A member of a colectivo, the violent socialist gangs the dictatorship uses to stay in power, appeared on Venezuelan television Thursday condemning Nicolás Maduro for failing to repair the only hospital in the nation with a toxicology specialization.
Maduro, the man said, had come to the deteriorating hospital and promised to make it look like “a little cup of silver,” a Spanish language idiom for something being perfect, shiny, and new. Instead, Caracas’ Coche Peripheral Hospital is in ruins, with no usable equipment or medicine and a frustrated staff of doctors and nurses.
Dictator Hugo Chávez stole (“nationalized”) the hospital in 2013 to begin what then-Vice President Nicolás Maduro called a “profound restructuring process.”
Speaking to Venezuela’s NTN24, José Rafael Torres, a member of the colectivo assigned to keep the hospital under Maduro’s power, said that his group felt “betrayed” by Maduro.
“Yes, we feel betrayed … because he [Maduro] came here once and said he was going to turn this hospital into a little silver cup … I’m not seeing any little cup … I feel defrauded,” Torres said. Torres said he had spent ten years “protecting” the hospital as a colectivo member and said he needed the hospital as a patient, as well.
Maduro typically uses colectivos – armed street gangs that operate at the margins of the law – to terrorize people believed to oppose the socialist regime. Colectivos beat, shoot, and kill dissident protesters, attack churches (the Catholic Church opposes Maduro), and hoards food from the population to distribute only to other socialists.
Maduro attempted to export the colectivos by stationing one, comprised of white American members of the radical leftist group Code Pink, at the Venezuelan embassy in Washington before police removed them at the behest of outraged Venezuelans.
The hospital, NTN24 explains, was the last remaining toxicology center in the country and has not been receiving patients for months because it has no medicine or functional equipment. In the NTN24 report, a hospital employee identified as Beatríz Sánchez calls the hospital’s current existence “work death.”
“They gave the soldiers 50 million euros [$57 million] for uniforms and 10,000 bolivars [$1.59] for health worker uniforms,” Sánchez protested. “That’s not equality, that’s not socialism, this is work death, this is a mourning that we are enduring.”
Sánchez said she did not believe the hospital would ever open again.
“We have made a punctual visit to the traumatology unit, listened to part of the community, doctors … we have decided to intervene the Coche hospital to enter a profound restructuring process,” Maduro said in 2013. “We have an army of missionaries from Cuba ready in the public health system.”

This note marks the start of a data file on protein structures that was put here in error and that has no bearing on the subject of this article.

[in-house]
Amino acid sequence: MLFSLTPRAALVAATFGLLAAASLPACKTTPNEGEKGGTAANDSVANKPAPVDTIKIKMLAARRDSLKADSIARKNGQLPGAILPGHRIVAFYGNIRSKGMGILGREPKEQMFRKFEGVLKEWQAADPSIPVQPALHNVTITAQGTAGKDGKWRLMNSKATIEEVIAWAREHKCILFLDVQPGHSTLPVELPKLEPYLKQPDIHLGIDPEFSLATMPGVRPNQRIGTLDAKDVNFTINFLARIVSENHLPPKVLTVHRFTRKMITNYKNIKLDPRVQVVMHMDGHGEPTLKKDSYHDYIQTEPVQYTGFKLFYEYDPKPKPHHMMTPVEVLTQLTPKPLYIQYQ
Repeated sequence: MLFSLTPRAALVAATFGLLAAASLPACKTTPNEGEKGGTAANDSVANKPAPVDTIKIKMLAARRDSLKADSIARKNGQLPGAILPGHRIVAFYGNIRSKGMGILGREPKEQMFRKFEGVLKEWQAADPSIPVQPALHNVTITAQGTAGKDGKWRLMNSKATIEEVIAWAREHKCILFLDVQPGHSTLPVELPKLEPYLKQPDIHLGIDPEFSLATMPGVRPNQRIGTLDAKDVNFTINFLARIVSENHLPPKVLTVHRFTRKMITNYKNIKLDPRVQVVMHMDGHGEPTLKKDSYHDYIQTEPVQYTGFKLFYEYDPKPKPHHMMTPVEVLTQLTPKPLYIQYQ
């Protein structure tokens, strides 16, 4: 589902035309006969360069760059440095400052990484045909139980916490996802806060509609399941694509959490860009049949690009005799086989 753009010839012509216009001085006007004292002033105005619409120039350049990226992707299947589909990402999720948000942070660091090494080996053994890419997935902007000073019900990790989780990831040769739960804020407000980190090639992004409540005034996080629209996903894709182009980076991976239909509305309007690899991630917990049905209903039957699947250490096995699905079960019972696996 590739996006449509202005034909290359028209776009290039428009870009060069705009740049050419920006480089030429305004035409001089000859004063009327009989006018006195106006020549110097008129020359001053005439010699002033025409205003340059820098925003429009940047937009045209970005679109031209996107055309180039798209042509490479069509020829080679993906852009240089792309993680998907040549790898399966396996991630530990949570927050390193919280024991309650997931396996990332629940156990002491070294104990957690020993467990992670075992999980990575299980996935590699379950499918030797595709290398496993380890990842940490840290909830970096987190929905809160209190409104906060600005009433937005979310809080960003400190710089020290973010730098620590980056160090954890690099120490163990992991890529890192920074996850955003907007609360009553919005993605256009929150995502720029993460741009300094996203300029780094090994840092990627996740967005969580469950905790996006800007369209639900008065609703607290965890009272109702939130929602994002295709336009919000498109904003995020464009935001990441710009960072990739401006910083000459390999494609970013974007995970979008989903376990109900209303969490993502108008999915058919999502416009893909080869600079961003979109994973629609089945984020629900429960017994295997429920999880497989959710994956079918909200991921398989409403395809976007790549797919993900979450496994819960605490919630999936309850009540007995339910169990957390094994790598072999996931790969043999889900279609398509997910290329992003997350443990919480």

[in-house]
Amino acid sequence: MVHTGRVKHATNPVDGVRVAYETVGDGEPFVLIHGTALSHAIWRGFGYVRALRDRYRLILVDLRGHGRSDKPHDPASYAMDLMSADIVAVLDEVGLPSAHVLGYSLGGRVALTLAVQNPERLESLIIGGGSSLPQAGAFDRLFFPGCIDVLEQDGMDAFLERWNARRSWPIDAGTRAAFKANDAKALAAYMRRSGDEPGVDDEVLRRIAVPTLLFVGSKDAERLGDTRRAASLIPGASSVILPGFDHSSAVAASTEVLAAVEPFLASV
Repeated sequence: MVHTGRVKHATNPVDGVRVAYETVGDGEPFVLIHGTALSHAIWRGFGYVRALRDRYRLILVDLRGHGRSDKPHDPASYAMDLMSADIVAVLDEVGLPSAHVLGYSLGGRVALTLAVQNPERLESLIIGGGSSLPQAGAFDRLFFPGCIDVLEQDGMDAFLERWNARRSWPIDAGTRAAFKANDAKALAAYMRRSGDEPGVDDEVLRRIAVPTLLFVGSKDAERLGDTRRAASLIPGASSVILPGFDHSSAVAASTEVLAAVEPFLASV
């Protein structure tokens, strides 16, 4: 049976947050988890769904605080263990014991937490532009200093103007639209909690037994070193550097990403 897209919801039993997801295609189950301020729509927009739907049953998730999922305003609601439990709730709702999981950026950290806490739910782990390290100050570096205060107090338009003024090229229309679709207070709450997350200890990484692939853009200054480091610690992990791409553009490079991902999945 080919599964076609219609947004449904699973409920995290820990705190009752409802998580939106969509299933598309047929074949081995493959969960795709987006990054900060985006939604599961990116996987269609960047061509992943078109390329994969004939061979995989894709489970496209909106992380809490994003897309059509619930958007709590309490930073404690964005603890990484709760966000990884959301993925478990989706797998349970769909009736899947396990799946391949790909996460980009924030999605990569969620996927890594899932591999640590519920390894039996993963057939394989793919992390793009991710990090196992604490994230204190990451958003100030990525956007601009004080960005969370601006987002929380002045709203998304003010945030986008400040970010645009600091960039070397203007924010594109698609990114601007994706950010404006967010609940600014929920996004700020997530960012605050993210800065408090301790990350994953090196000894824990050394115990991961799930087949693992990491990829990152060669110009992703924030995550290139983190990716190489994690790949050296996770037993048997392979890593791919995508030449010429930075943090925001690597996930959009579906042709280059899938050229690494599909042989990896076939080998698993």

Cuba uses doctors as slaves to export communist ideology and generate revenue for the regime. The doctors are not allowed to visit family and do not keep the vast majority of their wages. Venezuela is one of Cuba’s biggest clients.
The Coche hospital shut down in November after months of struggling to treat patients without medicine or equipment.
In February, employees of the hospital protested, demanding that Maduro send humanitarian aid.
“There has been an administrative silence on the part of the ministry [of health],” Zuleika Pérez, a doctor, told the Venezuelan newspaper El Nacional. “The community, the workers, the patients demand that they tell us if they hospital is going to remain like this or if it is going to open. Us doctors want to treat our patients.”
The silence around Venezuela’s medical crisis has lasted years. As early as 2017, pharmaceutical organizations were warning that the country had run out of the basic medicines necessary for a functional health care system. By that time, Venezuela’s largest pharmaceutical organization was estimating that the country was experiencing shortages of about 95 percent of the drugs needed to run its medical system.
The Maduro regime has consistently refused to acknowledge the humanitarian crisis. In 2016, when Venezuelans began crossing into Colombia by the tens of thousands in search of food, senior chavista officials claimed they had done so “for fun.” Last year, rather than acknowledge the demands of protesting medical professionals, the regime conducted mass arrests against them.
Venezuela has repeatedly rejected aid from free nations, including the United States. Maduro set up a roadblock on the Colombian border last year to prevent food and medicine from entering the country because it came from America; one of his top officials went on television and claimed that American food was “carcinogenic” and used as a “biological weapon” to kill Venezuelans. Instead, he accepted medical supplies from China, a country enduring a growing medical crisis due to companies manufacturing vaccines not following industry standards. Maduro also recently accepted food aid from Russia, which his regime has full control of distributing only to allies. Venezuelans have accused the regime of keeping the aid for its supporters or selling it at a profit to impoverished civilians.